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Area firefighters learn lines of attack for swift water rescues

| Saturday, Oct. 19, 2013, 8:11 p.m.
Bruce Siskawicz | Tribune-Review
Blairsville firefighter Justin Jones swims in bulky safety gear as part of a swift water rescue training exercise Sept. 29 at Loyalhanna Dam near Saltsburg.
Bruce Siskawicz | Tribune-Review
From left, Saltsburg firefighters Steve Bell and Anthony Zalus take part in advanced swift water rescue training with members of other area fire departments Sept. 29 at Loyalhanna Dam near Saltsburg.
Bruce Siskawicz | Tribune-Review
Blairsville firefighter Tim Jones (right) and other local firefighters practice advanced line techniques during a swift water rescue training session Sept. 29 at Loyalhanna Dam near Saltsburg.

Imagine this scene: Torrential rains have created flood waters that are fast-moving and cold. Someone you love is trapped in a submerged vehicle in the middle of these raging waters. There's not much time to act — sound decision-making and skilled rescue techniques are paramount to saving a life.

To prepare for just such a scenario, a group of 15 area firefighters — most from Indiana County — recently honed their swift water rescue skills during a two-day Advanced Line Systems Rescue training program at the Loyalhanna Dam. Hosted by the Blairsville Volunteer Fire Department's water rescue team, trainees included members of the Blairsville, Saltsburg, Homer City, Indiana, Tunnelton and Johnstown fire departments.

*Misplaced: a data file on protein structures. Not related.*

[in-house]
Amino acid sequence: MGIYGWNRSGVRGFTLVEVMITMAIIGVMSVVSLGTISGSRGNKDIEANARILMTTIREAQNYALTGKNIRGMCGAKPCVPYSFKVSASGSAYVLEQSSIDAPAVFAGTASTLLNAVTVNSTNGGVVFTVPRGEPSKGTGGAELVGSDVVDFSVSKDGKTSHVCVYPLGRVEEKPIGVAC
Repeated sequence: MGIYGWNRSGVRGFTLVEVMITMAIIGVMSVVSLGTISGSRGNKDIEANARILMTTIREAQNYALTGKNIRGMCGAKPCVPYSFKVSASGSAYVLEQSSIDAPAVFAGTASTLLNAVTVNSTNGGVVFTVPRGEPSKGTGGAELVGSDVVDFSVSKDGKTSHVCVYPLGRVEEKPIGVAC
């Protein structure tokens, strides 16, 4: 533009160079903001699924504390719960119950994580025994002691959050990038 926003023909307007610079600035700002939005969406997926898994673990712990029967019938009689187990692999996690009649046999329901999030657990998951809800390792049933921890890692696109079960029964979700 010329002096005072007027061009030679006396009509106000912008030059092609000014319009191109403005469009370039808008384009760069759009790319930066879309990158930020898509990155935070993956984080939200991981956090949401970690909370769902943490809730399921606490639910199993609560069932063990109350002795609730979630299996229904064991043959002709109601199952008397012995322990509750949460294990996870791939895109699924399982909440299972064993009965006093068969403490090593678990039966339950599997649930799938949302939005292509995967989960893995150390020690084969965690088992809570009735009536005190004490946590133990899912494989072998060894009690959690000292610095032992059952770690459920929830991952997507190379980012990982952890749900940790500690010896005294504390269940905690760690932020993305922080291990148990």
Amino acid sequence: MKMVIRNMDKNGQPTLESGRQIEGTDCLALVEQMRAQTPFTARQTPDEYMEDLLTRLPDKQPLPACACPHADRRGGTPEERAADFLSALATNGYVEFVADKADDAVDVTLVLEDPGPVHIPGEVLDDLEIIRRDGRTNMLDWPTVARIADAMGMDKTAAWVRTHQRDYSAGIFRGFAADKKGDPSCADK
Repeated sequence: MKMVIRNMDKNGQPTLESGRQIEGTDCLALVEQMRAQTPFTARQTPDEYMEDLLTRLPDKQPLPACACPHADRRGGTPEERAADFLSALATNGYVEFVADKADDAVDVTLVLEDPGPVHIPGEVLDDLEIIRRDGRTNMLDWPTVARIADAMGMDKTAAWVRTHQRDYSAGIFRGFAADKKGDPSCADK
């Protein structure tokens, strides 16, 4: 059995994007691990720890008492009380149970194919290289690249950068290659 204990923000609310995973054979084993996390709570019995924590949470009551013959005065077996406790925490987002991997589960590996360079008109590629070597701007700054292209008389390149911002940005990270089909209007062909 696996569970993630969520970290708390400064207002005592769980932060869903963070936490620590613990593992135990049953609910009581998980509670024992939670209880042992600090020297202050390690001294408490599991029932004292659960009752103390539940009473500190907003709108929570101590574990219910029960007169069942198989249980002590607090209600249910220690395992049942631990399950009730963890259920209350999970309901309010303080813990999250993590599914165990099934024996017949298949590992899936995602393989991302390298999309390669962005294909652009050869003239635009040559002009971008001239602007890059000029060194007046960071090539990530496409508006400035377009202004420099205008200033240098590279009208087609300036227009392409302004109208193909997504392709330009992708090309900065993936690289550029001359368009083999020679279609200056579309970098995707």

Swift water rescue is one of the most dangerous operations firefighters can undertake. ALSR uses complex rope systems and technical maneuvers to protect both rescuers and victims.

In addition to incidents of flooding, increased recreational use of area waterways has heightened the potential for rescue situations, as noted by Tim Jones and Tom Barberich, co-captains of Blairsville Volunteer Fire Department's water rescue team.

“Ten years ago, no one was really using the (Conemaugh) river — it was too nasty. Now, someone is on that river almost daily,” said Jones, also captain of the fire department. “We're not required to do this, but if we don't, who will?”

While Blairsville firefighters have had no recent rescue calls on the Conemaugh, they want to be prepared should the call come, added Barberich, who is assistant fire chief for the department.

“Kayakers are always out on the river now,” he noted.

Other fire departments have seen an increase in recreational water rescue calls — particularly in the Saltsburg area. Saltsburg is located where the Conemaugh River and Loyalhanna Creek converge to form the Kiskiminetas River and is home to a canoe and kayak rental business.

According to Steve Bell, a lieutenant with Saltsburg Volunteer Fire Department, so far this year, his department has responded to four local swift water rescue calls and three deployments to other areas to help with flooding rescues. He estimated those combined calls represent an increase of about 25 percent over the past four years.

When the DuBois area experienced major flooding this past summer, Bell and fellow Saltsburg firefighter John Phillips were among those who answered the call for help, in accordance with Homeland Security Region 13 reciprocity agreements. They assisted in incidents where people trapped in homes and in the water needed to be rescued.

“Public safety is the main reason we're all here,” Bell said of the training event at the dam. “Especially with the growth in the canoe business, the river is packed with people during the summer.”